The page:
Some of the earliest known records of water treatment were found in Sanskrit writings dating as far back as 2,000 B.C., although some researchers suggest water treatment dates to 7,000 B.C. in the ancient city of Jericho. The most common methods of water treatment included the boiling of water over fire, heating of water under the sun, dipping heated iron into water, and filtration through gravel and sand.
Water treatment at that time was meant to reduce turbidity (particles of organic material that cloud the water) and foul odor, while water treatment systems mimicked natural processes of filtration.
Inscriptions on the ancient Egyptian tomb walls of Amenophis II and Ramses II depicted water filtration systems as early as 1,500 B.C. It is also known that Egyptians used alum to accelerate the coagulation of fine particles so they could more easily be filtered – a process still applied today in many water treatment facilities.
Around 500 B.C., Hippocrates developed a water filtration device known as the “Hippocrates Sleeve.” It consisted of folded cloth bags that were used to further filter boiled water. Once again, without knowledge of microbes, the purpose was to cleanse the water as much as possible by reducing turbidity and odor. This water was often used for medical treatments. Ancient Greeks and Romans used several different methods to produce cleaner drinking water, including the use of cisterns to let particles settle, boiling water over an open fire, and filtering water through charcoal or ash. The Romans are also famous for their extensive aqueduct construction to keep water flowing from mountain streams to nearby cities. The invention of the Archimedes screw, basically a screw encased in a pipe, was also used to pump water.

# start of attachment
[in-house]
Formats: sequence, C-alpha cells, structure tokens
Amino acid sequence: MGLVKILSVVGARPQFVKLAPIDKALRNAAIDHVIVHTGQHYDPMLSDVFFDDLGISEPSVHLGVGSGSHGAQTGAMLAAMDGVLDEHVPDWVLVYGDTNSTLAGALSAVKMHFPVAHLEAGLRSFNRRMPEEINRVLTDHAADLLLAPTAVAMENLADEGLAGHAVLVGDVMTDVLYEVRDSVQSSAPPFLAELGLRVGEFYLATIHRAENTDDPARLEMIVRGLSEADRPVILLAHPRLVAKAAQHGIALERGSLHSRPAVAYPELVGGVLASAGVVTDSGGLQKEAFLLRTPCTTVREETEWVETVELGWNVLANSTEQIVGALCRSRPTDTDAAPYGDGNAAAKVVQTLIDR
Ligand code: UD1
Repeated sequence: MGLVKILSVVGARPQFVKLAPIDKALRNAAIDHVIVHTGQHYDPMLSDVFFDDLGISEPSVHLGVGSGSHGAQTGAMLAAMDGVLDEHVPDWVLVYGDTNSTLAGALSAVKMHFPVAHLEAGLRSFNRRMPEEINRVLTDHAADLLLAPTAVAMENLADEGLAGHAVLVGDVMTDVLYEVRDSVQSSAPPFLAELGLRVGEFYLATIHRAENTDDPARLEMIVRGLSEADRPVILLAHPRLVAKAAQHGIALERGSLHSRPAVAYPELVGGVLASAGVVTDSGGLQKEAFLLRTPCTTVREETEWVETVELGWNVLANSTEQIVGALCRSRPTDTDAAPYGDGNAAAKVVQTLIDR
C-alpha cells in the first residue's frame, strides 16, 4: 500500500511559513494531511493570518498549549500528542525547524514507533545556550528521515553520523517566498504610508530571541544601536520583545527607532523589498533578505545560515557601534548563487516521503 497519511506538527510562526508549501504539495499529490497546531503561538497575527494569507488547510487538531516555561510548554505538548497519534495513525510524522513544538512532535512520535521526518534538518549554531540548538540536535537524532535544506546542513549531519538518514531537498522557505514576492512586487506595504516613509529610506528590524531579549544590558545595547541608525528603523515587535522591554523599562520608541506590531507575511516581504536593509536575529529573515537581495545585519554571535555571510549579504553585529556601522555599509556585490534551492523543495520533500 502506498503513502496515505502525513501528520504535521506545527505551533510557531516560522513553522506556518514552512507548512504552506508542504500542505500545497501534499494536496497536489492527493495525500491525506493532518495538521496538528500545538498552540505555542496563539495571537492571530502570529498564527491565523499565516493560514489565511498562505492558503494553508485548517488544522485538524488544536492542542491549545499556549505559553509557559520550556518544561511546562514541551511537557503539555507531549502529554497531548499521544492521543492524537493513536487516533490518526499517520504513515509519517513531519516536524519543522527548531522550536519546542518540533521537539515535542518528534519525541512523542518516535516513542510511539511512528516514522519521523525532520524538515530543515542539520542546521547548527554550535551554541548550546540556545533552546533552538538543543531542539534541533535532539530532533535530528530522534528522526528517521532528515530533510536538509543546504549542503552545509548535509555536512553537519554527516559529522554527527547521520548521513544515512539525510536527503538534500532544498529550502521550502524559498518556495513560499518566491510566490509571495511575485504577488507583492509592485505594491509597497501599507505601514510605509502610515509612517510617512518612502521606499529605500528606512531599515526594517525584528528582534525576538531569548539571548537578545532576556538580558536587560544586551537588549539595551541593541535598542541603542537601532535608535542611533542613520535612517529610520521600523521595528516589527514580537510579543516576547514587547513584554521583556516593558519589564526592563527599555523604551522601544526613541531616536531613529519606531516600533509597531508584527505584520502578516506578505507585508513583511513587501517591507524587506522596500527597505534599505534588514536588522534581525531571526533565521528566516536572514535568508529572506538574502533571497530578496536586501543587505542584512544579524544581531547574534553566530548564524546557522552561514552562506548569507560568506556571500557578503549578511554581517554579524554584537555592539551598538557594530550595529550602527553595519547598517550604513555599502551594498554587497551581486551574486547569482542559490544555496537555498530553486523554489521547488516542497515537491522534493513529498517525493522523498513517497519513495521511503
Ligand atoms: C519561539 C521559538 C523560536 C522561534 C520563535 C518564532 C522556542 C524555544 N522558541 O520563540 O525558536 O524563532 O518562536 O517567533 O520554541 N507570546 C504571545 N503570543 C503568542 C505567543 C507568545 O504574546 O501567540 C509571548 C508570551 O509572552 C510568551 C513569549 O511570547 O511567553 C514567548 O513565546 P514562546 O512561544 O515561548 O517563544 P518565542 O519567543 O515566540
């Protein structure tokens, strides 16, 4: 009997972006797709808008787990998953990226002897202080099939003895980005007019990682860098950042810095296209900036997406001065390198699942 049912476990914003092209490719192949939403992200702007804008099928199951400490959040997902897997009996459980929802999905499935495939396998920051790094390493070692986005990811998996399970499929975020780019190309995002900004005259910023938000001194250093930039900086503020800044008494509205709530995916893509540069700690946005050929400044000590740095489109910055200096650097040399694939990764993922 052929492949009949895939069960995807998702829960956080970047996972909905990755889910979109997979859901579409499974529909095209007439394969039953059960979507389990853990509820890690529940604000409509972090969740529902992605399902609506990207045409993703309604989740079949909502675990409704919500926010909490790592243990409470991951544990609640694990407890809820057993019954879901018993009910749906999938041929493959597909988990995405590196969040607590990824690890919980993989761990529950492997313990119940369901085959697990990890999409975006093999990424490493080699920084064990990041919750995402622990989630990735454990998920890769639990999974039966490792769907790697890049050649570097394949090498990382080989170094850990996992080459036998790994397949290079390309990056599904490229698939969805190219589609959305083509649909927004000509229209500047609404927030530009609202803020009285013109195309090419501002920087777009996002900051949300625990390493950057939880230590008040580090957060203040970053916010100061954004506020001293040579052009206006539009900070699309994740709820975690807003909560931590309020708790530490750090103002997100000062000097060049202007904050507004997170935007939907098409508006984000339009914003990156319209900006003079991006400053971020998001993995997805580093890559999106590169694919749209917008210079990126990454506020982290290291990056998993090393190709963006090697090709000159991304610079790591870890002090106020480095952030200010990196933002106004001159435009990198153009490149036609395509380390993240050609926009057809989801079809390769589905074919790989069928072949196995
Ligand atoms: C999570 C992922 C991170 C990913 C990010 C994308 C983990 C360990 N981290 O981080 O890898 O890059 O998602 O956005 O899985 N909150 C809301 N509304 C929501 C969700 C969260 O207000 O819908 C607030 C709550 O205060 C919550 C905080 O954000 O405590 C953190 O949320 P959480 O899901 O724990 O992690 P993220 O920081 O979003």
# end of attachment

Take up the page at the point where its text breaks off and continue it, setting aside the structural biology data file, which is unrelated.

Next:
Public water treatment remained largely unchanged during the middle ages. Then, in 1671, Sir Francis Bacon experimented with desalination of water using sand filtration. He was not successful, but his work renewed interest in water treatment.
Also in the 17th century, the Italian physician Lucas Antonius Portius provided details of a sand filtration method using three pairs of sand filters. Water would enter the settling compartment of the system after it had been strained through a perforated plate.
It is important to note that in the 1670s, innovation in the field of glass lenses led to the invention of the microscope by Antonie van Leeuwenhoek. Along with Robert Hooke, they made observations of “tiny animals” that are today classified as protozoa and bacteria. Eventually this led to the scientific realization that there was more to our water than just turbidity and odor.
Between the 17th and 18th centuries, filtration became the preferred water treatment method for many communities, and more town officials were considering the possibility of providing clean drinking to their residents. In 1703, French scientist Phillipe De La Hire suggested that every household in Paris should have a rainwater cistern and a sand filter. His system included a covered and elevated cistern, which could prevent the growth of moss and freezing.